Scott Horton writes at Balkinization about the recent attempts by the “liberal” New York Times to rehabilitate the image of neo-con progenitor Leo Strauss:
In the last several months, the New York Times has run four pieces defending Leo Strauss from his critics. By comparison, the Times has run no pieces in which Strauss is actually criticized, which suggests an odd editorial posture. Indeed, the Times seems to have mounted a veritable campaign for the defense of the beleaguered Leo Strauss, which seems strange considering that he has been dead for over thirty years.
One thing consistent among these defenses of Strauss is either a remarkable ignorance of Strauss, the intellectual milieu from which he came, his life and his thinking, or conscious dissembling about them. Strauss is a fascinating figure, well worth reading today.
Horton translates a 1933 letter from Strauss that is especially illuminating. After being driven out of Nazi Germany, Strauss insisted that the “fascist, authoritarian and imperial principles” of the Right were preferable to the Left’s “ludicrous and despicable appeal” to the Enlightenment principle of "the inalienable rights of man."
Despite this stance, I still agree with Horton that Strauss is “well worth reading.”
(Thanks to Matthew Yglesias at American Prospect for the tip.)
Of the “four pieces” mentioned by Horton, I have located the following:
• Robert Alter’s “Neocon or Not?” (a review of Steven Smith’s Reading Leo Strauss, an excerpt from which is here),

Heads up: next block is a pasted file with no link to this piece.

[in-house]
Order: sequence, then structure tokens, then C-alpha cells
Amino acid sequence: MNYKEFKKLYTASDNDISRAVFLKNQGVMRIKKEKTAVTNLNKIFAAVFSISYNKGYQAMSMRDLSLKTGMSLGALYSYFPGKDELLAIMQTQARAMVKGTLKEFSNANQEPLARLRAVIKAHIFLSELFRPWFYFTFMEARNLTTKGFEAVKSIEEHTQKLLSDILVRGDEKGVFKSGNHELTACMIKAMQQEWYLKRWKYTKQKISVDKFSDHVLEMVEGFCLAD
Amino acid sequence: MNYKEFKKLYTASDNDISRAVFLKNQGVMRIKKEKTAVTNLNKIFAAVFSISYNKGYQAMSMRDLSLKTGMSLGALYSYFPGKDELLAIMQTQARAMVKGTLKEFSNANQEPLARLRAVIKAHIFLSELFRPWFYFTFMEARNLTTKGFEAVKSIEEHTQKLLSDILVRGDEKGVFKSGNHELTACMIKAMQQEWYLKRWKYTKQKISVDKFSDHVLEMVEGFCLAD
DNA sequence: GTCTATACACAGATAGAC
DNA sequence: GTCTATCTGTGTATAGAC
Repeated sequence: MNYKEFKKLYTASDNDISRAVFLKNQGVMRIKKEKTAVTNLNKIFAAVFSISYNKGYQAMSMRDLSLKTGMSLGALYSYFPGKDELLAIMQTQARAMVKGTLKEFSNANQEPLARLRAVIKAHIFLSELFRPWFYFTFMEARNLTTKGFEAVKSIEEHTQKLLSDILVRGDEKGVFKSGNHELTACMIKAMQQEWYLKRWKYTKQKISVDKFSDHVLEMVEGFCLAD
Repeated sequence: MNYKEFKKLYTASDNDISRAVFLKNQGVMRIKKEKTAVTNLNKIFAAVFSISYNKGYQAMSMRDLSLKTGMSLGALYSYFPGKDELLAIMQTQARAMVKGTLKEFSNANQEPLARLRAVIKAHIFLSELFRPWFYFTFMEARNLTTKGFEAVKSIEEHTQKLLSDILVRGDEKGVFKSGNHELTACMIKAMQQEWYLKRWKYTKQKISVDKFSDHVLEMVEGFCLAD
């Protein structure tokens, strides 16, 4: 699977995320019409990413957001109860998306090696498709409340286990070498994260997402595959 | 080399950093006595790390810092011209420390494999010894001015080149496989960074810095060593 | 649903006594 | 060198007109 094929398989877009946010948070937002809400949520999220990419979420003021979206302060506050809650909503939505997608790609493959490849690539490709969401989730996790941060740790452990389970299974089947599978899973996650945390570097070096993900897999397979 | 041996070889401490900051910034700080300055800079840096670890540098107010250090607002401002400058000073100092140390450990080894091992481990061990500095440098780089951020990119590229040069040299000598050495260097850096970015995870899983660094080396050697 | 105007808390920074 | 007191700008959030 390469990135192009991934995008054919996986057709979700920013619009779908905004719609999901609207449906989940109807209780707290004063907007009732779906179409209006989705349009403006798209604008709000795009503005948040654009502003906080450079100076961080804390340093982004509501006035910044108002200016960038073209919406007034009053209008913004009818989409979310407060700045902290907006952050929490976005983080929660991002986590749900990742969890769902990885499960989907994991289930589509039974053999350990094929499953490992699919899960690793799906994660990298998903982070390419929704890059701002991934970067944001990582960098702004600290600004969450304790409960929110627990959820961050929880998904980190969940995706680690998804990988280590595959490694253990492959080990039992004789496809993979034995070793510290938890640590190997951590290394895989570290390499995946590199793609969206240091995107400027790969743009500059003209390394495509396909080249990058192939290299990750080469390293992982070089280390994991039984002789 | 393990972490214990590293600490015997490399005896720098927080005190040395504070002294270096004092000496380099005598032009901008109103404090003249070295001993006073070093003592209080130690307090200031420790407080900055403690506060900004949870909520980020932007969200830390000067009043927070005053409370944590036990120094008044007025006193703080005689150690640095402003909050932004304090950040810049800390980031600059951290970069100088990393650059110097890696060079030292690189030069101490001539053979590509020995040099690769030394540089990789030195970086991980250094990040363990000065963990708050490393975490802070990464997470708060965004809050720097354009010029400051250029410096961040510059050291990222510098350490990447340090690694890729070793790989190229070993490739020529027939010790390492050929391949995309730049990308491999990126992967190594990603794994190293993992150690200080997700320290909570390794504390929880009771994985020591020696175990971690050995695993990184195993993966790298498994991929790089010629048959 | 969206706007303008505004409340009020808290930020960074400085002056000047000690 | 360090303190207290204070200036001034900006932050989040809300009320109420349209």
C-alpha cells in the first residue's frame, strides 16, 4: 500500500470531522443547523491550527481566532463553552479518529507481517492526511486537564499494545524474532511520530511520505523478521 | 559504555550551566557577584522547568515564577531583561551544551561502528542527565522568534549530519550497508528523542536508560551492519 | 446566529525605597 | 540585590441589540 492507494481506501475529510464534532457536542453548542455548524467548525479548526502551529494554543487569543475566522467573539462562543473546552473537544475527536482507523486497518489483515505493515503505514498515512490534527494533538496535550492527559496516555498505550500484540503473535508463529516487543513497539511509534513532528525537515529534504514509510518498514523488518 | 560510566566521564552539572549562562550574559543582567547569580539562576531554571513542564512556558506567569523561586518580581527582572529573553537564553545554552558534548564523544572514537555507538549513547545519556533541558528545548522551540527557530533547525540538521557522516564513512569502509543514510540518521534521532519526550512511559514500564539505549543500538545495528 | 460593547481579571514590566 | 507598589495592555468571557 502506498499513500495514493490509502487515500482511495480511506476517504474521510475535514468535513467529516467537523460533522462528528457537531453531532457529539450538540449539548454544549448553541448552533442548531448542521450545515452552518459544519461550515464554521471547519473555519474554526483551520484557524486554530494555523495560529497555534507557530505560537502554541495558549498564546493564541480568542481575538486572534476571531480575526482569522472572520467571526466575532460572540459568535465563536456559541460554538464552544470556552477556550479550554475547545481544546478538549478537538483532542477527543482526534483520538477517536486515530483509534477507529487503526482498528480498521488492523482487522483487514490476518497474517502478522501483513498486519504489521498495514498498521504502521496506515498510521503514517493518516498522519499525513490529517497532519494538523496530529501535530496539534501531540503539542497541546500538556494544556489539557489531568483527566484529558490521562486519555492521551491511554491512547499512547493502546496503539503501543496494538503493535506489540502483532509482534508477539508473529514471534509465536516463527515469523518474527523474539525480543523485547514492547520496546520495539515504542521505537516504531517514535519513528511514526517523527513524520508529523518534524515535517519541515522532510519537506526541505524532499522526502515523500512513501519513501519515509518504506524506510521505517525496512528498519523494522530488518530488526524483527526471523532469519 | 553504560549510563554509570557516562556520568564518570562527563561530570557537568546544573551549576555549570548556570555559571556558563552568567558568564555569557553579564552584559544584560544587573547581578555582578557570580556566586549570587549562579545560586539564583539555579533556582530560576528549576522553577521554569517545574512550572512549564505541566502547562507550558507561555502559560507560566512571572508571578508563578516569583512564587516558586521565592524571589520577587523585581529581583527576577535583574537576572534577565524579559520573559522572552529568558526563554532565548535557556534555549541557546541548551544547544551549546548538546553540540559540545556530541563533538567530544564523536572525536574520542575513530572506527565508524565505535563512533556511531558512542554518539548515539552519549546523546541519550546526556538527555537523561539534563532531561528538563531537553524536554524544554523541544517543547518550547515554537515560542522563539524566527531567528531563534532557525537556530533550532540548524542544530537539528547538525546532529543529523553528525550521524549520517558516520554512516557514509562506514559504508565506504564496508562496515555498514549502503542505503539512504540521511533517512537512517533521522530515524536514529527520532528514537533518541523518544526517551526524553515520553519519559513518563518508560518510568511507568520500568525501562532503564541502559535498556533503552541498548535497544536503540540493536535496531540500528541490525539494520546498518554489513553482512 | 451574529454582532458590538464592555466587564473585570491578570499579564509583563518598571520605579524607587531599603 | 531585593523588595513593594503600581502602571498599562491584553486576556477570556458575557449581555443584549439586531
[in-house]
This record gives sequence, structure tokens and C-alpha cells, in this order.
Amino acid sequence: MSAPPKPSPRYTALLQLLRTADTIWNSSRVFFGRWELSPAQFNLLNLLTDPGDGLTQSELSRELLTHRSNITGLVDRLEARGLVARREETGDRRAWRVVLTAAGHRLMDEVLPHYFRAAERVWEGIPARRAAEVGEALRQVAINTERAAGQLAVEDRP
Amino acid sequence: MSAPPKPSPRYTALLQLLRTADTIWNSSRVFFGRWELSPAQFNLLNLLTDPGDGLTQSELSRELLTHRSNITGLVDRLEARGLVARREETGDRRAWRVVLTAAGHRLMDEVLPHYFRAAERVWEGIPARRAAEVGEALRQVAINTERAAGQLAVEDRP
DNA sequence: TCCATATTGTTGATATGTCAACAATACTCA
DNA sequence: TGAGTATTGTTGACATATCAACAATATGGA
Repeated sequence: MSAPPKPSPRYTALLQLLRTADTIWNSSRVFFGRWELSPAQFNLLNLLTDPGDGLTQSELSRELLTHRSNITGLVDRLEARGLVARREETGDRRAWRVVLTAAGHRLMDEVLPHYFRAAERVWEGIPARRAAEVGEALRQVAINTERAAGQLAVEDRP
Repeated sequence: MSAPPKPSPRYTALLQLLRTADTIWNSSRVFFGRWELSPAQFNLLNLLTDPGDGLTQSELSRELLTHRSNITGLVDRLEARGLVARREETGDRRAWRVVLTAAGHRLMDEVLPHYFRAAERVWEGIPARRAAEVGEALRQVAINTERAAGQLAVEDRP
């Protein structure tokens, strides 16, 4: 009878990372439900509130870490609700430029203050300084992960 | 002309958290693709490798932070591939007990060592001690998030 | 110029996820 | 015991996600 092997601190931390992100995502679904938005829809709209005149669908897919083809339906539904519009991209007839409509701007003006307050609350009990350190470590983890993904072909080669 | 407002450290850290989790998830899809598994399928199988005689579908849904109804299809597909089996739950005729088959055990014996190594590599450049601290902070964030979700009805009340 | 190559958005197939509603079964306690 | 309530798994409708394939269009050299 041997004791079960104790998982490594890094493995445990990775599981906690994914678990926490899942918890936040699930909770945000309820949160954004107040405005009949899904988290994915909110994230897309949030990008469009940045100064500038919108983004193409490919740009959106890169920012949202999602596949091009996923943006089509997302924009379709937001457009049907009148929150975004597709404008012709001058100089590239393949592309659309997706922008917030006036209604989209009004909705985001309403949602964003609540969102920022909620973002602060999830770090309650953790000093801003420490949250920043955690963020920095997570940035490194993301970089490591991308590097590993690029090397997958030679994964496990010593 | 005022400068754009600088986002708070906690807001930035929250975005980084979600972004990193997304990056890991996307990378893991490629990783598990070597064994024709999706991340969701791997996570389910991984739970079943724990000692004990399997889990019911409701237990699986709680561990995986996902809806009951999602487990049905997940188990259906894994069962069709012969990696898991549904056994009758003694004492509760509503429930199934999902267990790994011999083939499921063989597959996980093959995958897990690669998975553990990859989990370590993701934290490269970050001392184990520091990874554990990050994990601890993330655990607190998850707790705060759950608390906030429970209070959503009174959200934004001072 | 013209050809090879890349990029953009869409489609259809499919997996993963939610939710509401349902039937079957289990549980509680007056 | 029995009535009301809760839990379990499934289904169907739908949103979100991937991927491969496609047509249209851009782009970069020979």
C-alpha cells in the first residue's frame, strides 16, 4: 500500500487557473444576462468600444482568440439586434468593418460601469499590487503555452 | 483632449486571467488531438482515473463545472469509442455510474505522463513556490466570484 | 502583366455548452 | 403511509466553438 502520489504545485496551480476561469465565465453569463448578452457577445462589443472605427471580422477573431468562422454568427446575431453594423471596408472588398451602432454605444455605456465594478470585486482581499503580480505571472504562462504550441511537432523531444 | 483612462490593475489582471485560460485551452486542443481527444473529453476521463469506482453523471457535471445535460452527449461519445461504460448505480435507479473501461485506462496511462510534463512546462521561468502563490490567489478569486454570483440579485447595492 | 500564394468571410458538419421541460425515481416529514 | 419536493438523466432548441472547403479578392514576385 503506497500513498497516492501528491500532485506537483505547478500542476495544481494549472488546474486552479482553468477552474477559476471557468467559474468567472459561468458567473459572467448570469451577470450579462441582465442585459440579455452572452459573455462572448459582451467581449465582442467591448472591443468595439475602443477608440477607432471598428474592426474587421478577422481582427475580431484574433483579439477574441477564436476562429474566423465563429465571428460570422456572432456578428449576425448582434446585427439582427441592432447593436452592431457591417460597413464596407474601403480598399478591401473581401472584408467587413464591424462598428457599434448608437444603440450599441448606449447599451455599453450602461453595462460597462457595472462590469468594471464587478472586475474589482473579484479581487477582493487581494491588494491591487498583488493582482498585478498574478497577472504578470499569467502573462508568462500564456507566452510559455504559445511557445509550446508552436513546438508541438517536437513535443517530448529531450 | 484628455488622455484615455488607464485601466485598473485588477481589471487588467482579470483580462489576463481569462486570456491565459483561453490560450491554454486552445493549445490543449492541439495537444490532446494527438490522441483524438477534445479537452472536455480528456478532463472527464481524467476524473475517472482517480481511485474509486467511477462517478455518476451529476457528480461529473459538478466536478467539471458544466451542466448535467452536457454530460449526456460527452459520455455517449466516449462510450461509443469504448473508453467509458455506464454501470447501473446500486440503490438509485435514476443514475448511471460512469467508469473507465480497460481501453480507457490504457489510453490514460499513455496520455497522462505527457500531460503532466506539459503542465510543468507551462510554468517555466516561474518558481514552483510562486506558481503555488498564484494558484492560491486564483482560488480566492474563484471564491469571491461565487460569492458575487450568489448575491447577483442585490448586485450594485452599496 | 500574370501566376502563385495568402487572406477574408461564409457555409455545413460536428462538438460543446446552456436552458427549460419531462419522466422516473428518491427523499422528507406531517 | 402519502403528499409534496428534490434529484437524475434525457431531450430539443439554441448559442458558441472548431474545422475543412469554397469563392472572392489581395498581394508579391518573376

• Edward Rothstein’s “Democracy's Best Friend or Antidemocratic Elitist?”, and
• Harold Bloom’s review of Betraying Spinoza, which only mentioned Strauss in passing.
There is also Adam Kirsch’s “The Demonization of Leo Strauss” in the New York Sun.
Alter doesn’t get much beyond declaring that Smith’s book “sets the record straight on Strauss’s political views.” Smith himself labors to dissociate Strauss from the Bushevik Straussians: “The last few years have witnessed a virtual hostile takeover of Strauss by the political Right,” and calls it “a gross distortion to retrofit Strauss’s teachings to conform to the agenda of the political Right.” He also observes that:
Strauss did not bequeath a system, doctrine, or an "ism," despite what may be attributed to him. Rather, he presented a distinctive way of asking questions or posing problems that may have been loosely related but that scarcely derived from a single Archimedean point of view.
Rothstein lists his connections to the Bush administration, and opines that Strauss “has been called a cynical teacher who encouraged his students to believe in their right to rule humanity, a patron saint of neoconservatives, a believer in the use of "noble lies" to manipulate the masses.” He writes that “Strauss’s difficult and subtle arguments…bear little resemblance to the caricatures created by critics.”
This elides the oft-parodied absurd aspects of the “careful reading” that Strauss proposed, such as deriving significance from words not written, using frequency to resolve deliberately contradictory theses, and searching for esoteric meaning discernable only by the “wise.”
Kirsch’s piece alleges “ignorance and malice” on the part of Strauss’s critics, who look for “some secret message at the heart of Strauss's own work.” It is not surprising, though, that such a search has taken place; the means of Straussian textual interrogation should be applied to his own works. Kirsch may not like what they reveal, but does that indicate a flaw in the method or in the reader?